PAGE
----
Yep – Davies at 13 is extremely experienced, a long time Gatland favourite, has worked under Farrell in 2013, and would’ve been HUGELY keyed into all the plans. I never bought that Gatland had to fight to get Joseph into the squad, because I’m sure that Davies was always penned in (not pencilled – I’m talking indelible ink here!) as the Test 13 (barring injury).
          Warburton is exactly the same story. Except he had to ‘prove’ he was past his injury.
          Faletau was close to the same story, except that he wouldn’t have been the starting 8 if not for Billy V’s injury. But that happened early enough that he would’ve had plenty of time to get fully keyed in.
          We’re talking about three players. Three very experienced players, on their second Lions tour, under their regular national coach, under the defensive coach who they had in their previous Lions tour. Running a system they play against regularly. That’s not hard work compared to trying to implement a new system across a squad of 23/34/50 in a similar time frame.

      • HK Red

        One thing I found interesting about that analysis……the stats show that Kerevi attempted 4 tackles and missed 4 tackles. Yet, Bishop clearly highlights an attacking run where McKenzie runs straight through Hooper and Rona (don’t get a hand on him, so not a missed tackle??) and is left for Kerevi, who completes the tackle. Why is this not included in Kerevi’s stats?

    • HK Red

      Check the Nick Bishop analysis of this, looking at the 2nd set of three screengrabs in the article. It’s basically this moment, shot from behind and maybe 1 second before. The direction Folau is looking and his body shape, it appears like he’s actually thinking of going for the intercept. Then pulls himself up as he realises a) he’s not going to make it, and/or b) it’s a stupid idea. By the time he’s done with that, Ioane is around him.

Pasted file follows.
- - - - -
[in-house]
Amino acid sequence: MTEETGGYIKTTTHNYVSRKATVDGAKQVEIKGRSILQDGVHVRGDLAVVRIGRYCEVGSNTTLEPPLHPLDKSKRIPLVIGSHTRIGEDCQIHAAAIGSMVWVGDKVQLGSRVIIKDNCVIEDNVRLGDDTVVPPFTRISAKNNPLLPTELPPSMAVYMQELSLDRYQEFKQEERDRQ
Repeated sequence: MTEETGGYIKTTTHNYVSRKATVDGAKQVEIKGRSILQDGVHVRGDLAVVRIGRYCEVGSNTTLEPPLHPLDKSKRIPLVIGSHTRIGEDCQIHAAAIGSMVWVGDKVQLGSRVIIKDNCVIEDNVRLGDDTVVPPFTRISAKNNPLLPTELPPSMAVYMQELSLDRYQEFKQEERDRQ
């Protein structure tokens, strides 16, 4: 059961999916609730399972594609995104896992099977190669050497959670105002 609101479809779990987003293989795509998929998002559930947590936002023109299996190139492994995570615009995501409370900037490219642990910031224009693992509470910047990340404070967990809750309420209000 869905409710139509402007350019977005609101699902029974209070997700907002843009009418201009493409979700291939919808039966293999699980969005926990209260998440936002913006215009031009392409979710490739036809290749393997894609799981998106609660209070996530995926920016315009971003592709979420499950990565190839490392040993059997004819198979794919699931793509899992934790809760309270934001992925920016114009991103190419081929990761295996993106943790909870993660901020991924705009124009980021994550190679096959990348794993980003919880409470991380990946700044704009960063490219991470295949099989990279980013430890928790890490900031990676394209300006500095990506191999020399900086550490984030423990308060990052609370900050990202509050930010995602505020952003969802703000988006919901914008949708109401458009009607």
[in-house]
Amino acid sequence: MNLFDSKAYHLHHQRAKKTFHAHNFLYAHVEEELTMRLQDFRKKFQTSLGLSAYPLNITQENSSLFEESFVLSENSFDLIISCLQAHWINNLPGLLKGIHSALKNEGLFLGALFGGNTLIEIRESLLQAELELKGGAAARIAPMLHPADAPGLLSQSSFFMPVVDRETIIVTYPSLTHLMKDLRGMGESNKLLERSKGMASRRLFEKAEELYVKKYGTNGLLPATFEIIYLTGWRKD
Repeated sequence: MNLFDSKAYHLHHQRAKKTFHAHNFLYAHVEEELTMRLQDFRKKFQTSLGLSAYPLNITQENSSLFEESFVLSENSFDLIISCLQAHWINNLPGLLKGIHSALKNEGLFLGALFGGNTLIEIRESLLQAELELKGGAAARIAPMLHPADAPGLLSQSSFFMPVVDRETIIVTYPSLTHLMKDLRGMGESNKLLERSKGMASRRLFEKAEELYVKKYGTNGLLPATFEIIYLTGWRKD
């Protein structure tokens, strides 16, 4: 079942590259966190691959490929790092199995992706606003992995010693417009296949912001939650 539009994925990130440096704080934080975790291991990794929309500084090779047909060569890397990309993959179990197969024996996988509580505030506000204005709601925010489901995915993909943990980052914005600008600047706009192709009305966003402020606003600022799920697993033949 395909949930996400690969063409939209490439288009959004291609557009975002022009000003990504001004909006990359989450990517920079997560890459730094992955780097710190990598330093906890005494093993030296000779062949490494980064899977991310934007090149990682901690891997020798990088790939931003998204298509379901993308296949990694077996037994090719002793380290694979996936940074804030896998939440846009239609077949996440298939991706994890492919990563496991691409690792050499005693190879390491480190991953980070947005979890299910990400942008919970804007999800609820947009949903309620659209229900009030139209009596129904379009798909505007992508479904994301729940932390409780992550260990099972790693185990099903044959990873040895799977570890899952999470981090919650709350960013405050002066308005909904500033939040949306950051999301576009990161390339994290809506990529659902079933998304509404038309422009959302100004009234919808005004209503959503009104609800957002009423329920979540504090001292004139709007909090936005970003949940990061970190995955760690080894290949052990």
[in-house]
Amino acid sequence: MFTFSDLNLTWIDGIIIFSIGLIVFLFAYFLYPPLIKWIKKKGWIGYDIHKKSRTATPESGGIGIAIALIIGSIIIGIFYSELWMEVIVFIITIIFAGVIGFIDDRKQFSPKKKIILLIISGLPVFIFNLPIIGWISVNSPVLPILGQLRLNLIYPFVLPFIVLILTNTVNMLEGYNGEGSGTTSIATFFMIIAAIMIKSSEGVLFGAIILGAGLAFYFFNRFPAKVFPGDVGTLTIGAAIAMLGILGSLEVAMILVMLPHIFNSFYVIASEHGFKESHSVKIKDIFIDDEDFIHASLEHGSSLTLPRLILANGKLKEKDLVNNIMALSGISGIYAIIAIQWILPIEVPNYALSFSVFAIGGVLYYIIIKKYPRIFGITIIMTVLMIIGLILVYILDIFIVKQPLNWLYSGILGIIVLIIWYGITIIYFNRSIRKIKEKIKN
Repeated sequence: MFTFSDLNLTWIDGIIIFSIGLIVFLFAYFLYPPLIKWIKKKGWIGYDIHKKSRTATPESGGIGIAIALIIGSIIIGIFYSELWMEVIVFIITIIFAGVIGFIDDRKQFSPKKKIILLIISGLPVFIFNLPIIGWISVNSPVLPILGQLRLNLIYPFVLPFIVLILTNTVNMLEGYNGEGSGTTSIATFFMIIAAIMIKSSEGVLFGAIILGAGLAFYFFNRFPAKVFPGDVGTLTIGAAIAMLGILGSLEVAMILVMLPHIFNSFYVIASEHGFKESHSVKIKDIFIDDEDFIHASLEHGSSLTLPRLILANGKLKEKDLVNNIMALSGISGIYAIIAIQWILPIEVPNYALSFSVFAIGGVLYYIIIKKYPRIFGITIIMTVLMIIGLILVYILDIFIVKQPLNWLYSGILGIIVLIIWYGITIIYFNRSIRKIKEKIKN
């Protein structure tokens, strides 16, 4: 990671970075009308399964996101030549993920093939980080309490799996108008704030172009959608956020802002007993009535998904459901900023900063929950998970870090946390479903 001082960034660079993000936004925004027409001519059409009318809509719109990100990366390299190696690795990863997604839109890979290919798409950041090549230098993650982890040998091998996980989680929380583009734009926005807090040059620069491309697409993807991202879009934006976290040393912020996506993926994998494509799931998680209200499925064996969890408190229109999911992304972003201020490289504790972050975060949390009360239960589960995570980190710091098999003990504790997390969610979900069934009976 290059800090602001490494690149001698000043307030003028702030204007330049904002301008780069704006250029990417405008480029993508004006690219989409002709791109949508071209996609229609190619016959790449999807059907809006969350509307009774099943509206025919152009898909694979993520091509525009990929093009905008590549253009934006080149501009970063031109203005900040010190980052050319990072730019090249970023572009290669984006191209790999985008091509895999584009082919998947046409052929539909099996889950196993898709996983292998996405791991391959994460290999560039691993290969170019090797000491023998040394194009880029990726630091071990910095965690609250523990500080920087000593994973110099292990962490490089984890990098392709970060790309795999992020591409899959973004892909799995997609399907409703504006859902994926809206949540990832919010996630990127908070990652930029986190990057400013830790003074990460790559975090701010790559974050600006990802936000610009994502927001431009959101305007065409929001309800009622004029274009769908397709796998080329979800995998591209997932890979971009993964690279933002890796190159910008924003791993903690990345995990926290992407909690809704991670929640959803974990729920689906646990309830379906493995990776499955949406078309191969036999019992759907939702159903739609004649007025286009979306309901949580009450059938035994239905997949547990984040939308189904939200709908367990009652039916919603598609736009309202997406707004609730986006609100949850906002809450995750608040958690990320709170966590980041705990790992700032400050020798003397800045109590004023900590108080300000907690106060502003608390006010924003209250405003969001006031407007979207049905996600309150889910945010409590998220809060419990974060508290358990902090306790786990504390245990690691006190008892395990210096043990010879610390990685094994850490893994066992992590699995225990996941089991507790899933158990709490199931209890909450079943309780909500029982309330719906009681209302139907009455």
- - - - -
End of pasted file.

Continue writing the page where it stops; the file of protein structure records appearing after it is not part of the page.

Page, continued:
• Adrian

    Great article Graham

    As a matter of interest, do you think that Saturdays backline, with the same players would have done better if they just stayed in their positions all the time, and used a simple co-ordinated rushing straight line defence?….I do

    I’m not saying I’d leave everyone in the same positions this week, but simply asking if the same players, poor defenders as they may be, would have leaked fewer points with a simple system, than they leaked with the complex system?

    • I think it would work better.

      Not moving around and just setting early would allow them to get off the line quickly which would favour the less physical defenders in the backline.

      Linespeed is a weak tacklers friend.

  • Adrian

    My hunch is that Cheika will override Grey, and we’ll see a much simpler system on Saturday.

    I know this seems unlikely, given Cheika has just given a 100% endorsement of Grey, and Grey got a new full-time contract in July.

    What I do know though is:
    1. Via friends of friends of friends of Cheika, he was furious with defensive set-up, not the players
    2. 2nd half pattern looked simpler to me, not just because Kurandrani was there
    3. 100% support in sport usually means the opposite

    • Ed

      It is too late to change the system for this week’s match as the players would be even more confused about what to do/where to go etc.

    • D. Braithwaite’s The Brumbies

      Cheika will override Grey?

      Grey is being forced to orchestrate musical chairs because Cheika insists on selecting an attacking backline rather than a defensive one, or one with more balance.

      I highly doubt that Grey relished the thought of making a backline work that had 10-15 of Foley (absolute turnstile) Beale (turnstile) – Samu (average defender) – Rona (average defender) – Folau (poor defender).

      I am sure that Grey would have wanted something like Lance (or even Quade, who, despite what people say, can defend better than Foley) – Speight – Kerevi/Meakes – Kuridrani – Hodge – Folau.

      Cheika selects backline of atrocious defenders and then tells Grey to make it work. I don’t have faith in Grey, but the buck stops with Cheika. This has been going on too long.